fact, even to demonstrate that that was
         potentially a cause of the way this dog acted
         out.

    The judge entered an order dismissing the complaint.          On

appeal, plaintiff raises the following points:



                               4                           A-1829-16T4
         POINT I

         THE TRIAL COURT ERRED IN GRANTING DEFENDANT'S
         MOTION FOR SUMMARY JUDGMENT ON THE ISSUE OF
         STRICT LIABILITY UNDER THE DOG BITE STATUTE
         AS THE ONLY CASE RELIED UPON BY DFENDANT,
         REYNOLDS [], IS DISTINGUISHABLE FROM THE FACTS
         OF THE PRESENT CASE.

              A. THERE IS A GENUINE ISSUE OF MATERIAL
                 FACT   REGARDING   WHETHER   OR   NOT
                 PLAINTIFF   WAS    AN   EMPLOYEE   OR
                 INDEPENDENT CONTRACTOR AT THE TIME OF
                 THE ACCIDENT.

              B. THERE IS A GENUINE ISSUE OF MATERIAL
                 FACT AS TO WHETHER THE NATURE OF
                 PLAINTIFF'S JOB FALLS WITHIN THE
                 EXCEPTION TO STRICT LIABILITY UNDER
                 THE DOG BITE STATUE AS CREATED IN
                 REYNOLDS [].

         POINT II

         THE   TRIAL   COURT   ERRED   IN   DISMISSING
         PLAINTIFF'S COMPLAINT AS IT RELATES TO COMMON
         LAW NEGLIGENCE.

              A. [THE SECOND JUDGE] ERRED IN DISMISSING
                 PLAINTIFF'S COMMON LAW NEGLIGENCE
                 COUNT IN THE COMPLAINT AS [THE FIRST
                 JUDGE]   HAD  PREVIOUSLY   HELD   THAT
                 DEFENDANT'S    MOTION   FOR    SUMMARY
                 JUDGMENT ON PLAINTIFF'S COMMON LAW
                 NEGLIGENCE COUNT WAS DENIED.

              B. [THE SECOND JUDGE] ERRED IN DISMISSING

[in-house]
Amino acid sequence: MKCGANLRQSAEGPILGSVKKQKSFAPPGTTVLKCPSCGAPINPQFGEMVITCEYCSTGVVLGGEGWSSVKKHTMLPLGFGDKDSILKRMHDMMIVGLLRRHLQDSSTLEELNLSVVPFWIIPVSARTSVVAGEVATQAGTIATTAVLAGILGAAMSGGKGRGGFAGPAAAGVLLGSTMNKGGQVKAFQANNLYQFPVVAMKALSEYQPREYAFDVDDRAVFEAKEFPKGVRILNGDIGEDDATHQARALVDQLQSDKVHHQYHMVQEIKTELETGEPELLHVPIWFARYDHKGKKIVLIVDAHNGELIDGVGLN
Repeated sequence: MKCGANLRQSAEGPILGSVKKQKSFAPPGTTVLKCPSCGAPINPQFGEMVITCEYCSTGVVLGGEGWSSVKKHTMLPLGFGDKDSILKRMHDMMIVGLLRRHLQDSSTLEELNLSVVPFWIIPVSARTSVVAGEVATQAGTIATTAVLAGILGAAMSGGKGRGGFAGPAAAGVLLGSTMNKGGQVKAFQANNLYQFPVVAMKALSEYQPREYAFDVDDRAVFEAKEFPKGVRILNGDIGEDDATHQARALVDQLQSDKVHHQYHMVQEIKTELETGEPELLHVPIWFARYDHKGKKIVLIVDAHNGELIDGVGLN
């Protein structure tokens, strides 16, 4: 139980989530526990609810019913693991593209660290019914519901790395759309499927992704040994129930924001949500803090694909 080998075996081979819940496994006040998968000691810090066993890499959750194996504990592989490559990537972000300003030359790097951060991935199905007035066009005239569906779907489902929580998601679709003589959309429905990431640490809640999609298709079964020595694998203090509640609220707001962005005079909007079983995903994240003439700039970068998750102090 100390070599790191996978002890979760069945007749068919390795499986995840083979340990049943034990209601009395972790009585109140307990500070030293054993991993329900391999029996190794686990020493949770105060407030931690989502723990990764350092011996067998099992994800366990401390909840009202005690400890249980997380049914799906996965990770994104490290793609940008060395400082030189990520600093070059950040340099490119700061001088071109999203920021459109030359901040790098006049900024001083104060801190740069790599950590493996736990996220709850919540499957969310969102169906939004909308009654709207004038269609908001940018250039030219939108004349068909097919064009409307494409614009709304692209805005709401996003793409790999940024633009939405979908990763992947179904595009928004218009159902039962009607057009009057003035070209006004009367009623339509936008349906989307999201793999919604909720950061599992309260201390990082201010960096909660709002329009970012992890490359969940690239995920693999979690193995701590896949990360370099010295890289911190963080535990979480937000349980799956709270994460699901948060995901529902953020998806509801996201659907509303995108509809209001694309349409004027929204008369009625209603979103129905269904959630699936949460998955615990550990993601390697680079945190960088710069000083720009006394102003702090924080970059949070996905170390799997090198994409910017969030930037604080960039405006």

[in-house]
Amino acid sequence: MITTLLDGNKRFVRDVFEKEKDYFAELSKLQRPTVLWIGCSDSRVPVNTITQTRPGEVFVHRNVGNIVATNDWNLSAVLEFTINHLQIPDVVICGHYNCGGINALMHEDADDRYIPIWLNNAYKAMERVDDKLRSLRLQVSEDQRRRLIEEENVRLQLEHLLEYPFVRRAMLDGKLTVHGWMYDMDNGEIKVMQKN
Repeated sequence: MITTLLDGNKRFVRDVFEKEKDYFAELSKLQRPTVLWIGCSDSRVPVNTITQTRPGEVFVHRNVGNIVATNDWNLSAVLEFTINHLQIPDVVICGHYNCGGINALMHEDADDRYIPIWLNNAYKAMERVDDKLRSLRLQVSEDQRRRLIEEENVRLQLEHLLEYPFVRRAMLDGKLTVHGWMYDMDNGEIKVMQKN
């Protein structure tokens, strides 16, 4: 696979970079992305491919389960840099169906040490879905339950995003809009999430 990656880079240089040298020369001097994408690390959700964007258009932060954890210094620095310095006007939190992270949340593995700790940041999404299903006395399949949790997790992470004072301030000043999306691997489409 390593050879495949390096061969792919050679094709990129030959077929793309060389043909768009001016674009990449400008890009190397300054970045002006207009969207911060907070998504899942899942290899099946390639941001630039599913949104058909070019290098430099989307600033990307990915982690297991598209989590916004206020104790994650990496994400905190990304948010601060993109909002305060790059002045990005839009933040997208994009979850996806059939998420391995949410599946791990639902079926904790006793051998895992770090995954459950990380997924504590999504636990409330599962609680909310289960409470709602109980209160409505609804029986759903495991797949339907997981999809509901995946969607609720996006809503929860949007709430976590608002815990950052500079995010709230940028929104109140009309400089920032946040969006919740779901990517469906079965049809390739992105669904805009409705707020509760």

PLAINTIFF'S COMMON LAW NEGLIGENCE
                 COUNT IN THE COMPLAINT AS THE MATTER
                 WAS LISTED FOR TRIAL AND A SUMMARY
                 JUDGMENT MOTION WAS NOT PENDING.

    We first address plaintiff's argument that the motion judge

improperly granted partial summary judgment.     In ruling on a

                               5                          A-1829-16T4
summary judgment motion, the motion judge must decide whether

there is a genuine issue of fact or, instead, whether the moving

party is entitled to judgment as a matter of law.         R. 4:46-2(c).

The motion judge must "consider whether the competent evidential

materials presented, when viewed in the light most favorable to

the   non-moving   party,    are   sufficient   to   permit   a   rational

factfinder to resolve the alleged disputed issue in favor of the

non-moving party."    Brill v. Guardian Life Ins. Co. of Am., 
142 N.J. 520, 540 (1995).       The court must give the non-moving party

the benefit of all favorable inferences.         Id. at 536.      However,

"when the evidence 'is so one-sided that one party must prevail

as a matter of law,' . . . the trial court should not hesitate to

grant summary judgment."      Id. at 540 (quoting Anderson v. Liberty

Lobby, Inc., 
477 U.S. 242, 252 (1986)).

      An appellate court reviews a grant of summary judgment de

novo, using the same standard as the trial court.        Turner v. Wong,


363 N.J. Super. 186, 198-99 (App. Div. 2003).        Thus, the appellate

court must determine whether a genuine issue of material fact is